Thursday, October 10, 2013

Laudanum: Panacea of Withered Poppies

by Maria Grace    



Although we commonly consider drug addiction and abuse a modern world problem, it began in far earlier times. The 16th century discovery of laudanum by alchemist Paracelus, and its subsequent rediscovery in 1660 by English physician Thomas Sydenham set the stage for the opium trade of the following centuries.  

The name laudanum comes from the Latin verb laudare -- to praise. The tincture was widely praised for its ability to relieve pain, cough and diarrhea. By the 18th century, George Young published his Treatise on Opium, a text that exalted the virtues of laudanum and recommended the drug for a broad range of ailments. In an era when cholera and dysentery regularly ripped through communities, killing victims with diarrhea, and dropsy, consumption, ague and rheumatism were all too common, laudanum’s popularity is easy to understand.  

By the 19th century laudanum was also recommended to promote sleep, reduce anxiety, check secretions as well as treat colds, meningitis, cardiac disease, yellow fever and relieve the discomfort of menstrual cramps. Nursery maids even gave it to colicky infants.

 Homemade Laudanum  

Opium poppy at Chatsworth House. by Louise Joy
Ease of acquisition further fueled laudanum’s popularity. The opium poppy could be raised in home gardens and its pods used to prepare the tincture in one’s own kitchen or stillroom.  

The Receipt Book (1846) of The Honourable Ellen Jane Prideaux-Brune lists a receipt for several home remedies based upon it:  

For rheumatism
One spoonful of gum-guacum mixed with two teaspoonfuls of milk,
add six drops of laudanum, and take it three times a Day.
This is the quantity for one taking.

For a cough
Two tablespoonfuls of vinegar,
Two tablespoonfuls of Treacle
60 drops of Laudanum.
take a teaspoonful of this mixture night and morning.

Popular medical books for the era also offered laudanum receipts, including these for dysentery:
1) Thin boiled starch, 2 ounces; Laudanum, 20 drops; "Use as an injection every six to twelve hours";
(2) Tincture rhubarb, 1 ounce; Laudanum 4 drachms; "Dose: One teaspoonful every three hours."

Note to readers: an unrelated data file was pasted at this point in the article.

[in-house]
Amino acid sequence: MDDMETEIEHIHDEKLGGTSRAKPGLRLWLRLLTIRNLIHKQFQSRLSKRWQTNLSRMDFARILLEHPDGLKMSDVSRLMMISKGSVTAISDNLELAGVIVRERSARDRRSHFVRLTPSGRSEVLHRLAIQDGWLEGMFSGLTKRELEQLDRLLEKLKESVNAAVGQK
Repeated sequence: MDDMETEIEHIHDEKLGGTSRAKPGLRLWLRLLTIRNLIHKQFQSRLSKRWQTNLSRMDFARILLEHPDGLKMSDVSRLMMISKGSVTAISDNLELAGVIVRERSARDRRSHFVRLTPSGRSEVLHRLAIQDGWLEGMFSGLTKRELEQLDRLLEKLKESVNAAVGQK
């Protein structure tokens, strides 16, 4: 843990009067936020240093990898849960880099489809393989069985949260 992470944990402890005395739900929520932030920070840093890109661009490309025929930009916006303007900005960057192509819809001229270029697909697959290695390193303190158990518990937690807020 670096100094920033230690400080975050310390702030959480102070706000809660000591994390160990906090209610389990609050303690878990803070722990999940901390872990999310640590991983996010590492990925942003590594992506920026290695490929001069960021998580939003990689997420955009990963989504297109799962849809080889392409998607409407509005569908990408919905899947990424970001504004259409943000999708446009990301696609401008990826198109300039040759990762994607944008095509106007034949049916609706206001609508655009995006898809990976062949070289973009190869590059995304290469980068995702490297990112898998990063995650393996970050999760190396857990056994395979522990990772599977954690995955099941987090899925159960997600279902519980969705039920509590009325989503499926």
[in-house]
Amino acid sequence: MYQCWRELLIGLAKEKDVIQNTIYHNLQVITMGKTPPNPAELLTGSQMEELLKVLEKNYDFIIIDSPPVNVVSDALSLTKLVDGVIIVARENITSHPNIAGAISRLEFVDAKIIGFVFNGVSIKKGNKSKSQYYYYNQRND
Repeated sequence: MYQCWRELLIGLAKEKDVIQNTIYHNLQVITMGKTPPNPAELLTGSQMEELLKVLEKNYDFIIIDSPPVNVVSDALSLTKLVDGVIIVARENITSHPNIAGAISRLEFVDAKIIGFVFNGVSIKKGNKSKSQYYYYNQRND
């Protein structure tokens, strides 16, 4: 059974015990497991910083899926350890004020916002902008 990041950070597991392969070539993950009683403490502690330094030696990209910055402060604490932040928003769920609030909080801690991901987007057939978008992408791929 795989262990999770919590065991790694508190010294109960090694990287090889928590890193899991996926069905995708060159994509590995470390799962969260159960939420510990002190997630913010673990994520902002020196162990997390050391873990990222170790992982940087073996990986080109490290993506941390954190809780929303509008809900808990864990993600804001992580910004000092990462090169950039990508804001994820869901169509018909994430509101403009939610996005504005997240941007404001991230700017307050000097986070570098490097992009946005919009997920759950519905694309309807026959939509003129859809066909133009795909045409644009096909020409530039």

And this for diarrhea:
Tincture opium, deodorized, 15 drops; Subnitrate of bismuth, 2 drachms; Simple syrup, 1/2 ounce; Chalk mixture, 1 1/2 ounces, "A teaspoonful every two or three hours.

Laudanum in Patent Medicine  


by badaganani
Laudanum found its way into many patent medicines where it would be combined with everything from spices to tincture of cannabis to chloroform. Such formulations were marketed as cures for migraines, diarrhea, insomnia, and neuralgia, consumption, dysentery, “women’s troubles,” and nervous afflictions.  

Perhaps more troubling were patent formulations made specifically for children. Steedman’s Powder quieted teething babies. Infants’ Quietness, Soothing Syrup, and Godfrey’s Cordial, calmed colic and fretfulness even in newborns. Some of these potions enjoyed such wide spread popularity that nearly all the families of a county might use them, despite the inherent danger of death by overdose. In very small children even a few extra drops could kill.  

Laudanum use, both in patent medicines and home remedies, was highest in the marshy, low lying fens. Frequent outbreaks of marsh fever led fen-dwellers to seek relief where ever they could find it. Laudanum was far less expensive than the antimalarial quinine, so the opiate became the medicine of choice. Laudanum’s euphoric effects kept marsh fever suffers coming back for the drug even after they recovered from the fever. Many became addicted.    

Addiction

As early as 1700, the medical community knew of opium’s addictive nature. Dr. John Jones’s medical treatise, Mysteries of Opium Reveal’d, was probably the first work on the subject describing in accurate terms the “dull, mopish and heavy disposition,” as well as memory loss and agonizing withdrawal symptoms common to opium users.